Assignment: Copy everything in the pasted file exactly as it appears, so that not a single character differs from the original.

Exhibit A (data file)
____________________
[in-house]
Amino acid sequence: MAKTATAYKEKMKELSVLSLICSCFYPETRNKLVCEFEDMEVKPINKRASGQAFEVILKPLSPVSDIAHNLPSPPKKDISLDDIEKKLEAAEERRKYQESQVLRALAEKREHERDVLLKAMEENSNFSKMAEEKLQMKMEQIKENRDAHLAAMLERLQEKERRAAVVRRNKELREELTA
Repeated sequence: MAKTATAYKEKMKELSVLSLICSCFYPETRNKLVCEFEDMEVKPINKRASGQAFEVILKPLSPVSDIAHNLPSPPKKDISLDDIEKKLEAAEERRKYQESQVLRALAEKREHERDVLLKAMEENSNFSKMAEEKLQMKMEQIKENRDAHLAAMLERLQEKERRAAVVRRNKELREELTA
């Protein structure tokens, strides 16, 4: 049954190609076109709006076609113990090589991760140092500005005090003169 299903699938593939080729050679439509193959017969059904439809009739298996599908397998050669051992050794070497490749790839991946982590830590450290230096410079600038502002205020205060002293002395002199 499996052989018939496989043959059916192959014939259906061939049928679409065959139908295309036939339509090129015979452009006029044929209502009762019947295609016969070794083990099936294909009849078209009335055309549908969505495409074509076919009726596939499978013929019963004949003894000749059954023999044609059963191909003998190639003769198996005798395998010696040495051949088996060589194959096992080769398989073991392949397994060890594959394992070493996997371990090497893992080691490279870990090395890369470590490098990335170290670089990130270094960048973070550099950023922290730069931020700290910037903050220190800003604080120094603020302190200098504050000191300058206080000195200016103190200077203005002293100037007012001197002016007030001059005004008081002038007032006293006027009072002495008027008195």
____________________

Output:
[in-house]
Amino acid sequence: MAKTATAYKEKMKELSVLSLICSCFYPETRNKLVCEFEDMEVKPINKRASGQAFEVILKPLSPVSDIAHNLPSPPKKDISLDDIEKKLEAAEERRKYQESQVLRALAEKREHERDVLLKAMEENSNFSKMAEEKLQMKMEQIKENRDAHLAAMLERLQEKERRAAVVRRNKELREELTA
Repeated sequence: MAKTATAYKEKMKELSVLSLICSCFYPETRNKLVCEFEDMEVKPINKRASGQAFEVILKPLSPVSDIAHNLPSPPKKDISLDDIEKKLEAAEERRKYQESQVLRALAEKREHERDVLLKAMEENSNFSKMAEEKLQMKMEQIKENRDAHLAAMLERLQEKERRAAVVRRNKELREELTA
């Protein structure tokens, strides 16, 4: 049954190609076109709006076609113990090589991760140092500005005090003169 299903699938593939080729050679439509193959017969059904439809009739298996599908397998050669051992050794070497490749790839991946982590830590450290230096410079600038502002205020205060002293002395002199 499996052989018939496989043959059916192959014939259906061939049928679409065959139908295309036939339509090129015979452009006029044929209502009762019947295609016969070794083990099936294909009849078209009335055309549908969505495409074509076919009726596939499978013929019963004949003894000749059954023999044609059963191909003998190639003769198996005798395998010696040495051949088996060589194959096992080769398989073991392949397994060890594959394992070493996997371990090497893992080691490279870990090395890369470590490098990335170290670089990130270094960048973070550099950023922290730069931020700290910037903050220190800003604080120094603020302190200098504050000191300058206080000195200016103190200077203005002293100037007012001197002016007030001059005004008081002038007032006293006027009072002495008027008195």